Start of operation
The 300MW Cedar Creek Wind Energy Project came on line in Colorado, US in October 2007. With 274 turbines, Cedar Creek is located in a 13,000ha (32,000-acre) site about 13km (8 miles) east of Grover in north-central Weld County, Colorado. It is one of the largest single wind-power facilities in the US.
Cedar Creek will help Colorado achieve its goal of 20% renewable energy by 2020. Cedar Creek Wind Energy LLC owns the plant, which is a joint venture between Babcock & Brown (67%) and BP Alternative Energy (33%). The capital investment was more than $480m.
A 120km (74-mile) transmission line connects to the plant, which will supply power to around 90,000 homes. The project employed over 400 workers during construction and there will be a full-time staff of more than 20 for monitoring and maintenance.
Of the 274 turbines, 221 are 1,000kW models produced by MHI (Mitsubishi Heavy Industries), and the remaining 53 are 1,500kW turbines made by General Electric.
The 1,000kW MHI turbines have a hub height of nearly 70m (226ft) and a rotor diameter of 62m (202ft). Of the 221 turbines produced by MHI, 160 were manufactured at MHI’s Nagasaki Shipyard & Machinery Works, with the rest coming from the Yokohama Dockyard & Machinery Works.
MHI’s MWT-1000A 1,000kW turbines are designed for low-speed wind areas, with average annual values as low as 6–8m/s. The turbine has a rotor diameter of 61.4m, tower height of 60 or 68m, and an induction generator.
The 1,500kW General Electric turbines have a hub height of about 80m (262ft) and a rotor diameter of 77m (253ft). They are active yaw and pitch regulated with power/torque control capability and an asynchronous generator.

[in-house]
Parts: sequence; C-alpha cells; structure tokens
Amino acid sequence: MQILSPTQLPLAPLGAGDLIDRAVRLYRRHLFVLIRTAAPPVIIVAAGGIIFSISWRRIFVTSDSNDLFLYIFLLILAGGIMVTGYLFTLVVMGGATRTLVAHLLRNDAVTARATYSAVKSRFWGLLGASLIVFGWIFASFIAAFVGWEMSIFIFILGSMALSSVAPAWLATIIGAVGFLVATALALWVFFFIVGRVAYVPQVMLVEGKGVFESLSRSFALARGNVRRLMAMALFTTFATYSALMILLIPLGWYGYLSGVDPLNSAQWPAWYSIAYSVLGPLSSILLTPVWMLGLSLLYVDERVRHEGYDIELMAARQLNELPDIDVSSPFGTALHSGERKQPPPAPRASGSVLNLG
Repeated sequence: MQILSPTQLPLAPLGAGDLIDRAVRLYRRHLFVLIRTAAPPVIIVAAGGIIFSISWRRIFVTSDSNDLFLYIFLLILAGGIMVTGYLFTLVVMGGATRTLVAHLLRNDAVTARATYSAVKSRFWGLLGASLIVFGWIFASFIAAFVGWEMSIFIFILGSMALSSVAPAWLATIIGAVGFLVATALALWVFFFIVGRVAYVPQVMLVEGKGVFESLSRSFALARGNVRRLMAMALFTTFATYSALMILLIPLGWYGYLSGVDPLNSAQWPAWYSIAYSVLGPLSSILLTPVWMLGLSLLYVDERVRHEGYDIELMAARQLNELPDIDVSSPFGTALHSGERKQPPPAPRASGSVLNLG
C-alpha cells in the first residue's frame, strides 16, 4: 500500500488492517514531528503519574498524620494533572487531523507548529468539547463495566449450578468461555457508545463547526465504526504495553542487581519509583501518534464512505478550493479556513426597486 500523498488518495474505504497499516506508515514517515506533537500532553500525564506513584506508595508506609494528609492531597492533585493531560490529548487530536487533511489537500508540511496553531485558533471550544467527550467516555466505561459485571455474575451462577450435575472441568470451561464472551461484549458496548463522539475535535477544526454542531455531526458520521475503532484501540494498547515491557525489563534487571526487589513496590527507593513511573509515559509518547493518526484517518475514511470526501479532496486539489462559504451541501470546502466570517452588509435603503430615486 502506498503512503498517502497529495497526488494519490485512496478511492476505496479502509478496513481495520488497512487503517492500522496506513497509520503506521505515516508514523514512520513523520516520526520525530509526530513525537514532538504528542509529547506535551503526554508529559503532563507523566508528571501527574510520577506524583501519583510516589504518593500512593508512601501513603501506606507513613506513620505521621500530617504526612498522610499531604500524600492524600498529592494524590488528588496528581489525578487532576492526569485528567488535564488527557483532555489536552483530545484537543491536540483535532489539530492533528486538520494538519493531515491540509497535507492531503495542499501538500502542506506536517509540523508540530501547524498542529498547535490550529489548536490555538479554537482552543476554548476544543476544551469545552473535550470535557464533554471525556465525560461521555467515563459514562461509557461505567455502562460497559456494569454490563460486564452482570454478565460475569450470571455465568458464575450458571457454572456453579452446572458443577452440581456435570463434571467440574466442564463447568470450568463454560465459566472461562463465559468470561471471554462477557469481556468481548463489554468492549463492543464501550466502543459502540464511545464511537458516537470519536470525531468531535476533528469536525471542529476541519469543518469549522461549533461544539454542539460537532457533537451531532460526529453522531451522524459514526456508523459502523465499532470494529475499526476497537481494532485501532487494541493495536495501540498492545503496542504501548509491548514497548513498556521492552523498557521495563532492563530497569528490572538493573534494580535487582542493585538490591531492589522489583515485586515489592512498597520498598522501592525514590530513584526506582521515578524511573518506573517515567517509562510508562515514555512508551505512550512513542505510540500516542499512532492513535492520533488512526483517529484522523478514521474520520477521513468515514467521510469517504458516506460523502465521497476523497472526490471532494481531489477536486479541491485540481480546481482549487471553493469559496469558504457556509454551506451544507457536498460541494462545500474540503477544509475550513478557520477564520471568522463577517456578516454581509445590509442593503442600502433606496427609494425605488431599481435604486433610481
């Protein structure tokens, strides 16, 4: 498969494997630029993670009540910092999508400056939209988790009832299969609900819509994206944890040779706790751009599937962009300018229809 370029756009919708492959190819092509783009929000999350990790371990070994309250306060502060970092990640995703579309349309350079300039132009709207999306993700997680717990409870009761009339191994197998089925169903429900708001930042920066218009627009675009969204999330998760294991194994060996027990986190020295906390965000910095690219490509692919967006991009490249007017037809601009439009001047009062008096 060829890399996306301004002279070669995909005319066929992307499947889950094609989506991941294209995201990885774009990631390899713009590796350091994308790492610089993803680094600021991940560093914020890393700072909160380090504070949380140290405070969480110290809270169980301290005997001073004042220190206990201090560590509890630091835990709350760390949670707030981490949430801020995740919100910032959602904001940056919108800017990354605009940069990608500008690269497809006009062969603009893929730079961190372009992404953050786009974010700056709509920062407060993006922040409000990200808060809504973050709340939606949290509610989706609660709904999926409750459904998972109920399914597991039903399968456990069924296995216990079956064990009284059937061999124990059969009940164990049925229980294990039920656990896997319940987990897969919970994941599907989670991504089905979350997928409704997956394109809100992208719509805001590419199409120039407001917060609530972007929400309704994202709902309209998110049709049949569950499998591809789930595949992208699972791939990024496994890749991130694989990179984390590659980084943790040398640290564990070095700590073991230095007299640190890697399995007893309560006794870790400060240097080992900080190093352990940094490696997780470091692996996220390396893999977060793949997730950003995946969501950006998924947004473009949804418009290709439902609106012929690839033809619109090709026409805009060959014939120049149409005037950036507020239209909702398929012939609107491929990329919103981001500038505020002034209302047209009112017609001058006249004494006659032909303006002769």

The machine uses a bedplate drive train design where all nacelle components are joined on a common structure for durability. Variable speed control and advanced blade pitch bring aerodynamic efficiency and reduce loads to the drive train. The generator and gearbox are supported by elastomeric elements to minimise noise emissions. Optional low-voltage Ride-Thru allows turbines to stay on line generating power even during grid disturbances.
In 2007, Babcock & Brown Wind Partners Group acquired B&B’s 100% Class B membership interest in Cedar Creek and two other wind farms for $309m.
Babcock & Brown is one of the top five wind energy developers and operators globally. It now has over 3GW of wind energy under development around the world, primarily in the US and Europe. Babcock & Brown Wind Partners has interests in 35 wind farms on three continents, with a total installed capacity of around 1.7GW.
BP America is the largest producer of oil and gas in the US. BP Alternative Energy combines all of BP’s interests in low and zero-carbon power generation: wind, solar, hydrogen power with carbon capture and storage and gas-fired power generation.
Westwood performed large-scale ALTA surveys and conducted intensive field work on 60 sections of land for Cedar Creek and along a 120km (70 mile) corridor for the 230kV transmission line. The ALTA survey for the transmission line alone was completed within an aggressive five-month schedule.
Westwood also provided topographic survey data along the 230kV transmission line route and along an additional 24km (15 miles) of overhead 34.5kV lines within the wind farm boundary.
Minneapolis-based M. A. Mortenson Construction constructed the wind farm. Castle Rock-based Great Southwestern Construction Inc. built the electrical transmission line. Above-ground transmission lines were constructed on private easements in a corridor extending from the wind farm substation south to an Xcel switching station in Keenesburg, Colorado.
Power from the project will be sold under a long-term contract to the Public Service Company of Colorado, a subsidiary of Xcel Energy Inc.
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